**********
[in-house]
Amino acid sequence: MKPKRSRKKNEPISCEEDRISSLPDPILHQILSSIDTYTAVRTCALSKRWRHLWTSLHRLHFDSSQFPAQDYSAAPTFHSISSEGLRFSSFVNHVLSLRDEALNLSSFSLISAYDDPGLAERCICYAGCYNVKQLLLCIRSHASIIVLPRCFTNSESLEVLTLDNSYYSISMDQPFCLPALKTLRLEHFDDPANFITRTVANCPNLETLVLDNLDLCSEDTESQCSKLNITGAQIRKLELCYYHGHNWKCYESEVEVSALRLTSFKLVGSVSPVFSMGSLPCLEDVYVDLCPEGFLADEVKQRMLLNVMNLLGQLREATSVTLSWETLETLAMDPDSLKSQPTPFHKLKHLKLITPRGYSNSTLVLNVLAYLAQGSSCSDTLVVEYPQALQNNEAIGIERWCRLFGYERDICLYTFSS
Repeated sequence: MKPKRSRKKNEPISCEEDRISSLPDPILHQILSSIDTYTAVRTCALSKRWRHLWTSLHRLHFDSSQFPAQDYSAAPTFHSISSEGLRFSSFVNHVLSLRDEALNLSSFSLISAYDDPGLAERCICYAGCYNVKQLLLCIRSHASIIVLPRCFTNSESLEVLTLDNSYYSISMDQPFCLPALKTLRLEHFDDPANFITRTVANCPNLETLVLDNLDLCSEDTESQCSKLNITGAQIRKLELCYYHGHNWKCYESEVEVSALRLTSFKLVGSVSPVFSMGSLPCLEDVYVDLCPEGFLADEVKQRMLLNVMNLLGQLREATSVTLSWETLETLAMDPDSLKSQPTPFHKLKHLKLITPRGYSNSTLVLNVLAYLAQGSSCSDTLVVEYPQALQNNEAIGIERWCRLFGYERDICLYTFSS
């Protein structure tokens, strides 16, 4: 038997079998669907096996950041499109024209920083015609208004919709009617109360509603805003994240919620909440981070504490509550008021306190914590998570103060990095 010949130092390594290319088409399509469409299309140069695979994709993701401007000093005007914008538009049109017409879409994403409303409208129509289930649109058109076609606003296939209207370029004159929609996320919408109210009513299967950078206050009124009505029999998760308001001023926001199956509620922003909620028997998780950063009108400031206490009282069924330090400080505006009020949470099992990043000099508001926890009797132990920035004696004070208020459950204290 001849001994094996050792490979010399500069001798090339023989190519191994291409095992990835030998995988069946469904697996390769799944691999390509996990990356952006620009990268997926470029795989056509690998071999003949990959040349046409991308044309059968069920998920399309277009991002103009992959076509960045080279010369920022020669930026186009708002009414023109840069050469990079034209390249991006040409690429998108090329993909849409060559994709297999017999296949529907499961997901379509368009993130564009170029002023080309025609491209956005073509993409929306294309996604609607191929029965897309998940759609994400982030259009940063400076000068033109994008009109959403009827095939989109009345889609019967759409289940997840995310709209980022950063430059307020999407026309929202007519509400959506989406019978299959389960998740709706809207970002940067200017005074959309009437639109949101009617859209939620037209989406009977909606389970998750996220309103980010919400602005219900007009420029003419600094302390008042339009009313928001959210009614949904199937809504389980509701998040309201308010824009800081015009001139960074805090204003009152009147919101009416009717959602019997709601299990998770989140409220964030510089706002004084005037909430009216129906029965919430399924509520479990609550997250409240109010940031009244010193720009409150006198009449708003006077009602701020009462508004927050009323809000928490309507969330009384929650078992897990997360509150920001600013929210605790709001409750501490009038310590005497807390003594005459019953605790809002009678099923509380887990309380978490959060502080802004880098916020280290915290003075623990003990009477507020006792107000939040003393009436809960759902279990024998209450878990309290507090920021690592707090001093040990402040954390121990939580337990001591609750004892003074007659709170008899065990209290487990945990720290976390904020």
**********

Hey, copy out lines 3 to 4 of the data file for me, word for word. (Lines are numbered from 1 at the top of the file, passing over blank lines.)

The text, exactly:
Repeated sequence: MKPKRSRKKNEPISCEEDRISSLPDPILHQILSSIDTYTAVRTCALSKRWRHLWTSLHRLHFDSSQFPAQDYSAAPTFHSISSEGLRFSSFVNHVLSLRDEALNLSSFSLISAYDDPGLAERCICYAGCYNVKQLLLCIRSHASIIVLPRCFTNSESLEVLTLDNSYYSISMDQPFCLPALKTLRLEHFDDPANFITRTVANCPNLETLVLDNLDLCSEDTESQCSKLNITGAQIRKLELCYYHGHNWKCYESEVEVSALRLTSFKLVGSVSPVFSMGSLPCLEDVYVDLCPEGFLADEVKQRMLLNVMNLLGQLREATSVTLSWETLETLAMDPDSLKSQPTPFHKLKHLKLITPRGYSNSTLVLNVLAYLAQGSSCSDTLVVEYPQALQNNEAIGIERWCRLFGYERDICLYTFSS
């Protein structure tokens, strides 16, 4: 038997079998669907096996950041499109024209920083015609208004919709009617109360509603805003994240919620909440981070504490509550008021306190914590998570103060990095 010949130092390594290319088409399509469409299309140069695979994709993701401007000093005007914008538009049109017409879409994403409303409208129509289930649109058109076609606003296939209207370029004159929609996320919408109210009513299967950078206050009124009505029999998760308001001023926001199956509620922003909620028997998780950063009108400031206490009282069924330090400080505006009020949470099992990043000099508001926890009797132990920035004696004070208020459950204290 001849001994094996050792490979010399500069001798090339023989190519191994291409095992990835030998995988069946469904697996390769799944691999390509996990990356952006620009990268997926470029795989056509690998071999003949990959040349046409991308044309059968069920998920399309277009991002103009992959076509960045080279010369920022020669930026186009708002009414023109840069050469990079034209390249991006040409690429998108090329993909849409060559994709297999017999296949529907499961997901379509368009993130564009170029002023080309025609491209956005073509993409929306294309996604609607191929029965897309998940759609994400982030259009940063400076000068033109994008009109959403009827095939989109009345889609019967759409289940997840995310709209980022950063430059307020999407026309929202007519509400959506989406019978299959389960998740709706809207970002940067200017005074959309009437639109949101009617859209939620037209989406009977909606389970998750996220309103980010919400602005219900007009420029003419600094302390008042339009009313928001959210009614949904199937809504389980509701998040309201308010824009800081015009001139960074805090204003009152009147919101009416009717959602019997709601299990998770989140409220964030510089706002004084005037909430009216129906029965919430399924509520479990609550997250409240109010940031009244010193720009409150006198009449708003006077009602701020009462508004927050009323809000928490309507969330009384929650078992897990997360509150920001600013929210605790709001409750501490009038310590005497807390003594005459019953605790809002009678099923509380887990309380978490959060502080802004880098916020280290915290003075623990003990009477507020006792107000939040003393009436809960759902279990024998209450878990309290507090920021690592707090001093040990402040954390121990939580337990001591609750004892003074007659709170008899065990209290487990945990720290976390904020």